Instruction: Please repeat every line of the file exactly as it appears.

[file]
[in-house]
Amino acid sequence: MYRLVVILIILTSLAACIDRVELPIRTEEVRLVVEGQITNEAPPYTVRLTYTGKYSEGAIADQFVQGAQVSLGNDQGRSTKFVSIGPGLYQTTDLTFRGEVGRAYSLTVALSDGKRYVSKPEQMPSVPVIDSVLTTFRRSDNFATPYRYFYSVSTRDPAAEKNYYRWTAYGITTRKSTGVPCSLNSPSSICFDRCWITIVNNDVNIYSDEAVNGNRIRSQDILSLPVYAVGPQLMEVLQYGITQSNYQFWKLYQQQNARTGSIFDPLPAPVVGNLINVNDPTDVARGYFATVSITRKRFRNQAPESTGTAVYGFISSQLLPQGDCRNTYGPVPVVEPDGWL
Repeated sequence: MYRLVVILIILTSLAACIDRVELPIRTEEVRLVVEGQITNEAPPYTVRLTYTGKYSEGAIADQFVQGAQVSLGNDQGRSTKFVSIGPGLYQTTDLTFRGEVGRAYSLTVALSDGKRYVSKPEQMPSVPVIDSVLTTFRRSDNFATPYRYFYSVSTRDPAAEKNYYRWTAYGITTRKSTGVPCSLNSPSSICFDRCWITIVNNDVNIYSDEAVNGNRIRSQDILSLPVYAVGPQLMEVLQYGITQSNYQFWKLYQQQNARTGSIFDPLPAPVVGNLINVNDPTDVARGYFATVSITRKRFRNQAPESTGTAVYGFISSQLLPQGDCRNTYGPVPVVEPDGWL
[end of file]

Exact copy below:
[in-house]
Amino acid sequence: MYRLVVILIILTSLAACIDRVELPIRTEEVRLVVEGQITNEAPPYTVRLTYTGKYSEGAIADQFVQGAQVSLGNDQGRSTKFVSIGPGLYQTTDLTFRGEVGRAYSLTVALSDGKRYVSKPEQMPSVPVIDSVLTTFRRSDNFATPYRYFYSVSTRDPAAEKNYYRWTAYGITTRKSTGVPCSLNSPSSICFDRCWITIVNNDVNIYSDEAVNGNRIRSQDILSLPVYAVGPQLMEVLQYGITQSNYQFWKLYQQQNARTGSIFDPLPAPVVGNLINVNDPTDVARGYFATVSITRKRFRNQAPESTGTAVYGFISSQLLPQGDCRNTYGPVPVVEPDGWL
Repeated sequence: MYRLVVILIILTSLAACIDRVELPIRTEEVRLVVEGQITNEAPPYTVRLTYTGKYSEGAIADQFVQGAQVSLGNDQGRSTKFVSIGPGLYQTTDLTFRGEVGRAYSLTVALSDGKRYVSKPEQMPSVPVIDSVLTTFRRSDNFATPYRYFYSVSTRDPAAEKNYYRWTAYGITTRKSTGVPCSLNSPSSICFDRCWITIVNNDVNIYSDEAVNGNRIRSQDILSLPVYAVGPQLMEVLQYGITQSNYQFWKLYQQQNARTGSIFDPLPAPVVGNLINVNDPTDVARGYFATVSITRKRFRNQAPESTGTAVYGFISSQLLPQGDCRNTYGPVPVVEPDGWL